<p>Charlize Theron in 'Snow White and the&nbsp;Huntsman&quot;</p>

Charlize Theron in 'Snow White and the Huntsman"

Credit: Universal Pictures

Oscar Guide 2013: Best Visual Effects

'The Avengers,' 'The Hobbit,' 'Life of Pi,' 'Prometheus' and 'Snow White and the Huntsman' square off

(Welcome to the Oscar Guide, your chaperone through the Academy’s 24 categories awarding excellence in film.  A new installment will hit every weekday in the run-up to the Oscars on February 24, with the Best Picture finale on Friday, February 22.)

I can’t say the nominees in the Best Visual Effects category this year are unusual. We have three summer blockbusters, one Christmas blockbuster and one gorgeous 3D Best Picture contender. Two films could perhaps be considered “snubbed,” though.

“Cloud Atlas” being left off became more and more predictable as we got closer and closer to the nominees – this divisive bomb just wasn’t that loved in Hollywood. “The Dark Knight Rises,” however, is a surprising omission. It joins “Insomnia” and “Following” as rare Christopher Nolan films to be shut out of Oscar nominations. As far as the race for the win is concerned, this ranks right up with Best Actor and Best Supporting Actress as being a done deal.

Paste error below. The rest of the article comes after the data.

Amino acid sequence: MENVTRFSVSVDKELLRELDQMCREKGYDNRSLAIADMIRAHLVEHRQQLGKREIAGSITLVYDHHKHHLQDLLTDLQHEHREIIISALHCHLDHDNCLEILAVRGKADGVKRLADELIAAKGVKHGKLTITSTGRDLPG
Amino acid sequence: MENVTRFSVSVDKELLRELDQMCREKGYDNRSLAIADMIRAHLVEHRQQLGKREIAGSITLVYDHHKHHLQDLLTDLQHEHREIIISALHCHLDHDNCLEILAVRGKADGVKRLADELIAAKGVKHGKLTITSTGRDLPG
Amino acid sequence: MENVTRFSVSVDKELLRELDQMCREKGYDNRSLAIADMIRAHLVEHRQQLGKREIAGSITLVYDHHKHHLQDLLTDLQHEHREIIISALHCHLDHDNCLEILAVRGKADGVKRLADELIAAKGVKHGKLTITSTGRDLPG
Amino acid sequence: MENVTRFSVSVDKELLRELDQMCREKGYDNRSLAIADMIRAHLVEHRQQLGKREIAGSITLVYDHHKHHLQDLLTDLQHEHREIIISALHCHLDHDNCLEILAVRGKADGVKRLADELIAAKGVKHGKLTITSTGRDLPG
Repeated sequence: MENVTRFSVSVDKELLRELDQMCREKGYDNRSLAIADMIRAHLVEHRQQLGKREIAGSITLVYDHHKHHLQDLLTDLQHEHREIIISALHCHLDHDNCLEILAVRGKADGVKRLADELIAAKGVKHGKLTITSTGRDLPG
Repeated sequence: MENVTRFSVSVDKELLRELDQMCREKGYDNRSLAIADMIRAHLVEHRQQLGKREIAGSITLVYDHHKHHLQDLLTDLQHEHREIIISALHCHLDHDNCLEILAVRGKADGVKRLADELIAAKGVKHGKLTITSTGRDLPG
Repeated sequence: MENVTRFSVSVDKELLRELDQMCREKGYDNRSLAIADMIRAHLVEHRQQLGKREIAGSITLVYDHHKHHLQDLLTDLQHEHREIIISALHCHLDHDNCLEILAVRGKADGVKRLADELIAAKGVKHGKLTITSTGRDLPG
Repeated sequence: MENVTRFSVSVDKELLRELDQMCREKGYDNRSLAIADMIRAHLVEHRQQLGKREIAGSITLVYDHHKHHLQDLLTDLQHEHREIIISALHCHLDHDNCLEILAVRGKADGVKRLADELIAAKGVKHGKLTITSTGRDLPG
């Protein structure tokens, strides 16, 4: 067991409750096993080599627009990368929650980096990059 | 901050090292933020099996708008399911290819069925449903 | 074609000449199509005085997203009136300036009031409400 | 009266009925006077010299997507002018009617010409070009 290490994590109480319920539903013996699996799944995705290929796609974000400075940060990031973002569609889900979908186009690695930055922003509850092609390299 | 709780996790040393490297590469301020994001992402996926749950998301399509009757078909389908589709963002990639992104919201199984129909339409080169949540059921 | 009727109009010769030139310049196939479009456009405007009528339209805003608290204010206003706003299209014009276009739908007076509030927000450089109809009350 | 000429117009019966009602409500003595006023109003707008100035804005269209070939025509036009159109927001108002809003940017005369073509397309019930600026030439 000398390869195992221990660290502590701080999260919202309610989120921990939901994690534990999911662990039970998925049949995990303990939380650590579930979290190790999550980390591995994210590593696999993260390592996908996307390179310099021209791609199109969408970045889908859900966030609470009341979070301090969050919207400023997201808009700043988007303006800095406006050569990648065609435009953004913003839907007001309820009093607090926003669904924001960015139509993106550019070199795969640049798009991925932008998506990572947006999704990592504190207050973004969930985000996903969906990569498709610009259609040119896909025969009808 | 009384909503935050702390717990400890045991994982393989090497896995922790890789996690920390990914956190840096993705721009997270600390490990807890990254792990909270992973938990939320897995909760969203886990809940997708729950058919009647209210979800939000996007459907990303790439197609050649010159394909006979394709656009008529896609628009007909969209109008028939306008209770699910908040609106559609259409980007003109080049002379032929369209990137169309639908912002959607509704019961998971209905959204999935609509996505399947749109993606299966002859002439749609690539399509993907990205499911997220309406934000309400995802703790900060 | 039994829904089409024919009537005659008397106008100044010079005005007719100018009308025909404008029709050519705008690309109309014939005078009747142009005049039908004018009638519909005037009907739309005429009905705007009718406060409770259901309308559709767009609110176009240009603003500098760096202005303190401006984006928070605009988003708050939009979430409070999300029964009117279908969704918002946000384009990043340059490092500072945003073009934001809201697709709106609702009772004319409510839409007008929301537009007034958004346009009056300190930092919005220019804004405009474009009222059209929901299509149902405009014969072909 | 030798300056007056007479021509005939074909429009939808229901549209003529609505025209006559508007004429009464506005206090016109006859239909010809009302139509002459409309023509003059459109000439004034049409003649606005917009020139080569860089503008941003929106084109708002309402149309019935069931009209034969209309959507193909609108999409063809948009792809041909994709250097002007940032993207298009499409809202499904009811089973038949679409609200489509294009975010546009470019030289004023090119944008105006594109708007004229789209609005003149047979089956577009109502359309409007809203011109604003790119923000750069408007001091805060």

The nominees are…

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<p>&quot;Django Unchained&quot;</p>

"Django Unchained"

Credit: Gallery1988/AMPAS

The Academy teams with Gallery1988 for Best Picture print exhibition

Which one is your favorite?

The Academy has teamed up with Gallery1988 in Los Angeles to present a new Oscar-centric exhibition, "For Your Consideration," featuring originally designed artwork for each of the nine Best Picture nominees this year.

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Oscar Talk: Ep. 105 -- Affleck wins another and the nominees do lunch

Oscar Talk: Ep. 105 -- Affleck wins another and the nominees do lunch

Also: Digging into the visual effects and animated categories

Welcome to Oscar Talk.

In case you're new to the site and/or the podcast, Oscar Talk is a weekly kudocast, your one-stop awards chat shop between yours truly and Anne Thompson of Thompson on Hollywood. The podcast is weekly, every Friday throughout the season, charting the ups and downs of contenders along the way. Plenty of things change en route to Oscar's stage and we're here to address it all as it unfolds.

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<p>Anthony Hopkins and Scarlett Johansson in &quot;Hitchcock&quot;</p>

Anthony Hopkins and Scarlett Johansson in "Hitchcock"

Credit: Fox Searchlight Pictures

Oscar Guide: 2013: Best Makeup and Hairstyling